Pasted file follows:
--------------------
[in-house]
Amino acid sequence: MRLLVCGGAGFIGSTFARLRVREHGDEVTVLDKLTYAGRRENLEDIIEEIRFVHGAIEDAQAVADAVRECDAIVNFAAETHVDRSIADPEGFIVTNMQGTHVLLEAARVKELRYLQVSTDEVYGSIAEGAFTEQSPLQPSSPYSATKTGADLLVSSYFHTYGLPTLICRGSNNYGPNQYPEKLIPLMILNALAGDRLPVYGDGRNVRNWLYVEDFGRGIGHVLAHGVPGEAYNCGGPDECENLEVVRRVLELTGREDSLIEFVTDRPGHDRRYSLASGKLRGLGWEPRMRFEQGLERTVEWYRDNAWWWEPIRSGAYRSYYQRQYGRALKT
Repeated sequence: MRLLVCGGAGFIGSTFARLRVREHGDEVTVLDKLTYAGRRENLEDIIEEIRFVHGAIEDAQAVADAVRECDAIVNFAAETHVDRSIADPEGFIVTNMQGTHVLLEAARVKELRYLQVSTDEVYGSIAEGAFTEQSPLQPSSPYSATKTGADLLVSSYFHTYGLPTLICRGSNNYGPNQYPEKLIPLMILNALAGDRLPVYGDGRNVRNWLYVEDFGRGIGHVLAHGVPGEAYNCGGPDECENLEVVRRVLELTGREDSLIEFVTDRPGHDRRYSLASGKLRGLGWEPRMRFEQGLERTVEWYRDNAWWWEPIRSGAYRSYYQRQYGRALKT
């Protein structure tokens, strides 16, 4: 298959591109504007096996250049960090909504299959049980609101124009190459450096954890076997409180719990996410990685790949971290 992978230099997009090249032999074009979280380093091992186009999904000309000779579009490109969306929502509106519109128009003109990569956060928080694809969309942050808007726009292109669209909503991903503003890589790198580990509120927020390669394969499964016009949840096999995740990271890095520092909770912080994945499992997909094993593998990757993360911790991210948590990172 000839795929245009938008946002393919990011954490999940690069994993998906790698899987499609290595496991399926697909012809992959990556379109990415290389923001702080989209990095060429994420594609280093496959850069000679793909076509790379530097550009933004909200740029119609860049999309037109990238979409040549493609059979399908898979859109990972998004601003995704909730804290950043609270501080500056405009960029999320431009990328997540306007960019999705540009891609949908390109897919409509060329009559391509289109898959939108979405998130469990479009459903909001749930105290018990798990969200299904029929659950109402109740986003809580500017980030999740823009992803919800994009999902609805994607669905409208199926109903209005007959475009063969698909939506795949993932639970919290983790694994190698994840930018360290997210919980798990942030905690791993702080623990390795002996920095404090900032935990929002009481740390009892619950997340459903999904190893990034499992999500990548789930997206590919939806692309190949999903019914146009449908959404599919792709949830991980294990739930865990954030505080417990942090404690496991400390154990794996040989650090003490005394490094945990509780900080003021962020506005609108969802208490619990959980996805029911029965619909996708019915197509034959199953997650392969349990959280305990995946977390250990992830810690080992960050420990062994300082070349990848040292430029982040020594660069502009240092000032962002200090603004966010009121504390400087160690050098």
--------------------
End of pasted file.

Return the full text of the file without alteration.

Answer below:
[in-house]
Amino acid sequence: MRLLVCGGAGFIGSTFARLRVREHGDEVTVLDKLTYAGRRENLEDIIEEIRFVHGAIEDAQAVADAVRECDAIVNFAAETHVDRSIADPEGFIVTNMQGTHVLLEAARVKELRYLQVSTDEVYGSIAEGAFTEQSPLQPSSPYSATKTGADLLVSSYFHTYGLPTLICRGSNNYGPNQYPEKLIPLMILNALAGDRLPVYGDGRNVRNWLYVEDFGRGIGHVLAHGVPGEAYNCGGPDECENLEVVRRVLELTGREDSLIEFVTDRPGHDRRYSLASGKLRGLGWEPRMRFEQGLERTVEWYRDNAWWWEPIRSGAYRSYYQRQYGRALKT
Repeated sequence: MRLLVCGGAGFIGSTFARLRVREHGDEVTVLDKLTYAGRRENLEDIIEEIRFVHGAIEDAQAVADAVRECDAIVNFAAETHVDRSIADPEGFIVTNMQGTHVLLEAARVKELRYLQVSTDEVYGSIAEGAFTEQSPLQPSSPYSATKTGADLLVSSYFHTYGLPTLICRGSNNYGPNQYPEKLIPLMILNALAGDRLPVYGDGRNVRNWLYVEDFGRGIGHVLAHGVPGEAYNCGGPDECENLEVVRRVLELTGREDSLIEFVTDRPGHDRRYSLASGKLRGLGWEPRMRFEQGLERTVEWYRDNAWWWEPIRSGAYRSYYQRQYGRALKT
């Protein structure tokens, strides 16, 4: 298959591109504007096996250049960090909504299959049980609101124009190459450096954890076997409180719990996410990685790949971290 992978230099997009090249032999074009979280380093091992186009999904000309000779579009490109969306929502509106519109128009003109990569956060928080694809969309942050808007726009292109669209909503991903503003890589790198580990509120927020390669394969499964016009949840096999995740990271890095520092909770912080994945499992997909094993593998990757993360911790991210948590990172 000839795929245009938008946002393919990011954490999940690069994993998906790698899987499609290595496991399926697909012809992959990556379109990415290389923001702080989209990095060429994420594609280093496959850069000679793909076509790379530097550009933004909200740029119609860049999309037109990238979409040549493609059979399908898979859109990972998004601003995704909730804290950043609270501080500056405009960029999320431009990328997540306007960019999705540009891609949908390109897919409509060329009559391509289109898959939108979405998130469990479009459903909001749930105290018990798990969200299904029929659950109402109740986003809580500017980030999740823009992803919800994009999902609805994607669905409208199926109903209005007959475009063969698909939506795949993932639970919290983790694994190698994840930018360290997210919980798990942030905690791993702080623990390795002996920095404090900032935990929002009481740390009892619950997340459903999904190893990034499992999500990548789930997206590919939806692309190949999903019914146009449908959404599919792709949830991980294990739930865990954030505080417990942090404690496991400390154990794996040989650090003490005394490094945990509780900080003021962020506005609108969802208490619990959980996805029911029965619909996708019915197509034959199953997650392969349990959280305990995946977390250990992830810690080992960050420990062994300082070349990848040292430029982040020594660069502009240092000032962002200090603004966010009121504390400087160690050098």